T-Mobile US leads the Tier 1 wireless carriers in what is known as digital "share of voice," according to iSpot.tv, a research firm that tracks and analyzes TV advertising. Share of voice is an ad revenue model that focuses on weight or percentage among other advertisers in a given market. T-Mobile has around 60 percent of the "digital SOV," according to iSpot.tv, meaning it has a disproportionate share of mentions and influence in digital and social media. That lets T-Mobile attract and capture younger customers.
Search engine website and online video provider Yahoo landed on "the high end" of guidance for revenues in the second quarter, posting GAAP revenue of $1.24 billion, a 15 percent increase and the "most substantial" growth in nearly a decade. But the cost of those revenues jumped significantly, from $44 million a year previously to $200 million in the quarter.
Google's YouTube may still hold the top position for monthly views, but its newest competition for content creators should have it a bit worried. Facebook said it will now share revenue from ads with video creators like Funny or Die, NBA and others. However, the social media giant wasn't clear on who exactly can participate, and its revenue split has some wonky caveats, raising concerns among some publishers.
Is live-streaming app Meerkat edging out Twitter-owned Periscope for views? An informal test being run throughout this summer by brand advertiser Bolthouse Farms is generating some interesting early results.
T-Mobile US is extending its "Never Settle Trial" promotion through June 27 in an effort to steal away Verizon Wireless customers. The promotion, which was announced last month, was supposed to run from May 13 through May 31.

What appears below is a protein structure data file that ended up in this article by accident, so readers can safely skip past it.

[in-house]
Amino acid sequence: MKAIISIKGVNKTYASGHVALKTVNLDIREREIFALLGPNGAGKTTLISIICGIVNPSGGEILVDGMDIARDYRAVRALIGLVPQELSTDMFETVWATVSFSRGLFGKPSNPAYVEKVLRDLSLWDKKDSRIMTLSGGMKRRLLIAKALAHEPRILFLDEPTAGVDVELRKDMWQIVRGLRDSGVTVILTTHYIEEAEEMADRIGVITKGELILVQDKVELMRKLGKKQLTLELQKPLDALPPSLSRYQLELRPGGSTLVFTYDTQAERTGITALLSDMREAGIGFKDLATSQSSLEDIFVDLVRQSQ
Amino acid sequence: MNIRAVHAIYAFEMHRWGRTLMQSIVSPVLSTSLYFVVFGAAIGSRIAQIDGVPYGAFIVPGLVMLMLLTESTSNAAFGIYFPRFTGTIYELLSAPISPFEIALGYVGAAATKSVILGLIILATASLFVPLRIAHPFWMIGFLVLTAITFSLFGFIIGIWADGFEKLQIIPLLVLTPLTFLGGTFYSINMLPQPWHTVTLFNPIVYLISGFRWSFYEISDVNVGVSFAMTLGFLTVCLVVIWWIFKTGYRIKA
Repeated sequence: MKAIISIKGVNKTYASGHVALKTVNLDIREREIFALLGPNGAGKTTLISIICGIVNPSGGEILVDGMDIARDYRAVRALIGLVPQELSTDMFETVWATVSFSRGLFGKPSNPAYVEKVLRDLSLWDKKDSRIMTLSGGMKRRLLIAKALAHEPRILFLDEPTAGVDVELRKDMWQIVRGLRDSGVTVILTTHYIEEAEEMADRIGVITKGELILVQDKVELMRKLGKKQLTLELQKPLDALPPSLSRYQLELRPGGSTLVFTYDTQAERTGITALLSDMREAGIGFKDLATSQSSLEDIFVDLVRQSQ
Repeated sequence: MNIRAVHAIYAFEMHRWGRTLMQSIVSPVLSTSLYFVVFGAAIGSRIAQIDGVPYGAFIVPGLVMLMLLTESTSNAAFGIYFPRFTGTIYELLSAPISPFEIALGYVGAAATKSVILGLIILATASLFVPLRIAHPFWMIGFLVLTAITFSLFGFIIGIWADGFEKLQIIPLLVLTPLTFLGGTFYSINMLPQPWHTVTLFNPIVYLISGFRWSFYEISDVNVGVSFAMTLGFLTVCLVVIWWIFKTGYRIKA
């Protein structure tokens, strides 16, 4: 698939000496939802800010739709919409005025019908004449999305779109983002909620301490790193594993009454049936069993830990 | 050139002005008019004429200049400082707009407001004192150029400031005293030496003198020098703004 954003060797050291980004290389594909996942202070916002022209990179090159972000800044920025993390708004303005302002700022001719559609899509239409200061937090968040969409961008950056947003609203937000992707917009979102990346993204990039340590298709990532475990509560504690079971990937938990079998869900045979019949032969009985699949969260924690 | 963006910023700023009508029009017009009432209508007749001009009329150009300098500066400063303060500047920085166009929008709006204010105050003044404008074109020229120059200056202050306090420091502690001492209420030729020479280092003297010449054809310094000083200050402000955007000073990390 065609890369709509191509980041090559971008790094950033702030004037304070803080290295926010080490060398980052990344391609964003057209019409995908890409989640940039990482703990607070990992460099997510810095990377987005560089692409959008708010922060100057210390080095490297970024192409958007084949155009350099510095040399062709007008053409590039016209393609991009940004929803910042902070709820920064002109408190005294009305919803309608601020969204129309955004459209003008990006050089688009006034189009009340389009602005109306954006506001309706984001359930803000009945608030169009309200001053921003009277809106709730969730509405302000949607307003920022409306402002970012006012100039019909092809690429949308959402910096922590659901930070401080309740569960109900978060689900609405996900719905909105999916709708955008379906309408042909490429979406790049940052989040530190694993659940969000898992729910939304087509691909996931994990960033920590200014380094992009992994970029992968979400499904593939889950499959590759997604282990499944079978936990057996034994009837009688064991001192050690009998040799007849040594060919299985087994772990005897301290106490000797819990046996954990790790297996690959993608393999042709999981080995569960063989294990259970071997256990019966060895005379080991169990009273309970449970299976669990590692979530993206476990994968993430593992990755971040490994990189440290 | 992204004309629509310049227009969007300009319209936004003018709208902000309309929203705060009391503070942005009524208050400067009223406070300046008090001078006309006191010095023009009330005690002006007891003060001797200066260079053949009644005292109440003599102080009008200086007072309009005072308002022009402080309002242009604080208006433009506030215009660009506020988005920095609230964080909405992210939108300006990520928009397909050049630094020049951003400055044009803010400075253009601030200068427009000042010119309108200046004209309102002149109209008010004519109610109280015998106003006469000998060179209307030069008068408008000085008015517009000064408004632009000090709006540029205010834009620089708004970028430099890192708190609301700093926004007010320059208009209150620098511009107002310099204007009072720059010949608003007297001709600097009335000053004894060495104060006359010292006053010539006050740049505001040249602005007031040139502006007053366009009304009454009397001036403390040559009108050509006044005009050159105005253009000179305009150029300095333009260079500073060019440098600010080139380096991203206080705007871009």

Subscription video on demand provider Netflix is "publicly testing ads" that run before and after its own original series like Daredevil. But don't get your panties in a bunch just yet: the provider says it still has no plans to run third-party ads on its service.
Verizon Communications' $4.4 billion acquisition of AOL, which a top Verizon executive has said is mostly about AOL's advertising technology, is raising new concerns that customers' privacy will be exploited in Verizon's push to create more targeted ads.
To say that Twitter's addition of video to its social media platform has been a success in the mobile realm is an understatement. According to the company, 90 percent of video views by users have been on mobile devices. But more important to the company's bottom line, its buildout of a native video player and advertising capability means it is finding new ways to pull in revenue.
Verizon Communications' $4.4 billion purchase of AOL will mean the telecommunications giant is no longer just competing directly against the likes of AT&T. The deal is all about advertising technology, or ad-tech, and with it Verizon will now be competing against Google, Facebook and others in the digital ad market, especially in video. If Verizon can develop content for its OTT venture, it now has the tools to make money off of that using AOL.
In the battle for marketshare, T-Mobile US is now putting its focus on competitor Verizon Wireless. With its new "Never Settle Trial" T-Mobile is offering Verizon customers the opportunity to try T-Mobile's network and service for up to two weeks at no cost.